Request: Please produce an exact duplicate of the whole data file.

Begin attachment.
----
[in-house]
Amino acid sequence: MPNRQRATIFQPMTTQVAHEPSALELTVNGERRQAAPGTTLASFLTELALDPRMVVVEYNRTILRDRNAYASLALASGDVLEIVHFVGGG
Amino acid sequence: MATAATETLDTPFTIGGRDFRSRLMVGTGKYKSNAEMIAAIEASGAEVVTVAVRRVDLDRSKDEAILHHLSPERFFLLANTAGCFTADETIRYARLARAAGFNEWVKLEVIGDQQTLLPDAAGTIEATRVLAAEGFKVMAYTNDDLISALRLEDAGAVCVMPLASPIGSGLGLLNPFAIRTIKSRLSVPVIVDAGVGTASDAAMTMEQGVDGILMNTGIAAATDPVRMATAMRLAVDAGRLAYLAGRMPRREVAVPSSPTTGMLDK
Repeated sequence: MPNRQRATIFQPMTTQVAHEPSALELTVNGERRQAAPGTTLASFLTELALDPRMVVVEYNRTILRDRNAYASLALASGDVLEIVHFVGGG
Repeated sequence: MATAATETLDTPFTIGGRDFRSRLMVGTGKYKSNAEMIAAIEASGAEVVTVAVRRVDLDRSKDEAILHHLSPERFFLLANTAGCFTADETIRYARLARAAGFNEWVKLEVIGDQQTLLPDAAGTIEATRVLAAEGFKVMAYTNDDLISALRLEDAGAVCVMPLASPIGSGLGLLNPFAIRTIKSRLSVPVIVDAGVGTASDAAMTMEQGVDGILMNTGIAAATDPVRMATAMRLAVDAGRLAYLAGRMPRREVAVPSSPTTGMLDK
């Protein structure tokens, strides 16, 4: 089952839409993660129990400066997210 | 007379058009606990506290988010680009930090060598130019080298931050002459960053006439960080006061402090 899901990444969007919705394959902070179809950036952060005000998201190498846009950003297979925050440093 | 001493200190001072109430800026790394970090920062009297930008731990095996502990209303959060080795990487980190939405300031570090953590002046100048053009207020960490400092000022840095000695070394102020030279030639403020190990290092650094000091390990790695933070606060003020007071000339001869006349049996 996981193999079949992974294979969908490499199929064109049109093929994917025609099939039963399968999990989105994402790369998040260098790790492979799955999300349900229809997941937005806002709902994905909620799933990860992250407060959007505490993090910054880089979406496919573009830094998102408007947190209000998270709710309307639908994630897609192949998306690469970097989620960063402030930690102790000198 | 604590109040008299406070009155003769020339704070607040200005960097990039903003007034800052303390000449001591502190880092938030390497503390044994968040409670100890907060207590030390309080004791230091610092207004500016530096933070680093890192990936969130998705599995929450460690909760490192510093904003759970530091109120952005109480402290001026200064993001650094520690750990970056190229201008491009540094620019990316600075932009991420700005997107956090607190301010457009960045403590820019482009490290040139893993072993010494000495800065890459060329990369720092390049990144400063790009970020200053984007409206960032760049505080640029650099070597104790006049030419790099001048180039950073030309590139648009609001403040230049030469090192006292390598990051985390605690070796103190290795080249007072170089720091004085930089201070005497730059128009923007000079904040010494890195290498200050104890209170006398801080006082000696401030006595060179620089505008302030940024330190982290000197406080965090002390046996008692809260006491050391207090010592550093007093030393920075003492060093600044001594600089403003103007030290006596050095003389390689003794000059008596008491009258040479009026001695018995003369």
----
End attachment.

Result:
[in-house]
Amino acid sequence: MPNRQRATIFQPMTTQVAHEPSALELTVNGERRQAAPGTTLASFLTELALDPRMVVVEYNRTILRDRNAYASLALASGDVLEIVHFVGGG
Amino acid sequence: MATAATETLDTPFTIGGRDFRSRLMVGTGKYKSNAEMIAAIEASGAEVVTVAVRRVDLDRSKDEAILHHLSPERFFLLANTAGCFTADETIRYARLARAAGFNEWVKLEVIGDQQTLLPDAAGTIEATRVLAAEGFKVMAYTNDDLISALRLEDAGAVCVMPLASPIGSGLGLLNPFAIRTIKSRLSVPVIVDAGVGTASDAAMTMEQGVDGILMNTGIAAATDPVRMATAMRLAVDAGRLAYLAGRMPRREVAVPSSPTTGMLDK
Repeated sequence: MPNRQRATIFQPMTTQVAHEPSALELTVNGERRQAAPGTTLASFLTELALDPRMVVVEYNRTILRDRNAYASLALASGDVLEIVHFVGGG
Repeated sequence: MATAATETLDTPFTIGGRDFRSRLMVGTGKYKSNAEMIAAIEASGAEVVTVAVRRVDLDRSKDEAILHHLSPERFFLLANTAGCFTADETIRYARLARAAGFNEWVKLEVIGDQQTLLPDAAGTIEATRVLAAEGFKVMAYTNDDLISALRLEDAGAVCVMPLASPIGSGLGLLNPFAIRTIKSRLSVPVIVDAGVGTASDAAMTMEQGVDGILMNTGIAAATDPVRMATAMRLAVDAGRLAYLAGRMPRREVAVPSSPTTGMLDK
């Protein structure tokens, strides 16, 4: 089952839409993660129990400066997210 | 007379058009606990506290988010680009930090060598130019080298931050002459960053006439960080006061402090 899901990444969007919705394959902070179809950036952060005000998201190498846009950003297979925050440093 | 001493200190001072109430800026790394970090920062009297930008731990095996502990209303959060080795990487980190939405300031570090953590002046100048053009207020960490400092000022840095000695070394102020030279030639403020190990290092650094000091390990790695933070606060003020007071000339001869006349049996 996981193999079949992974294979969908490499199929064109049109093929994917025609099939039963399968999990989105994402790369998040260098790790492979799955999300349900229809997941937005806002709902994905909620799933990860992250407060959007505490993090910054880089979406496919573009830094998102408007947190209000998270709710309307639908994630897609192949998306690469970097989620960063402030930690102790000198 | 604590109040008299406070009155003769020339704070607040200005960097990039903003007034800052303390000449001591502190880092938030390497503390044994968040409670100890907060207590030390309080004791230091610092207004500016530096933070680093890192990936969130998705599995929450460690909760490192510093904003759970530091109120952005109480402290001026200064993001650094520690750990970056190229201008491009540094620019990316600075932009991420700005997107956090607190301010457009960045403590820019482009490290040139893993072993010494000495800065890459060329990369720092390049990144400063790009970020200053984007409206960032760049505080640029650099070597104790006049030419790099001048180039950073030309590139648009609001403040230049030469090192006292390598990051985390605690070796103190290795080249007072170089720091004085930089201070005497730059128009923007000079904040010494890195290498200050104890209170006398801080006082000696401030006595060179620089505008302030940024330190982290000197406080965090002390046996008692809260006491050391207090010592550093007093030393920075003492060093600044001594600089403003103007030290006596050095003389390689003794000059008596008491009258040479009026001695018995003369």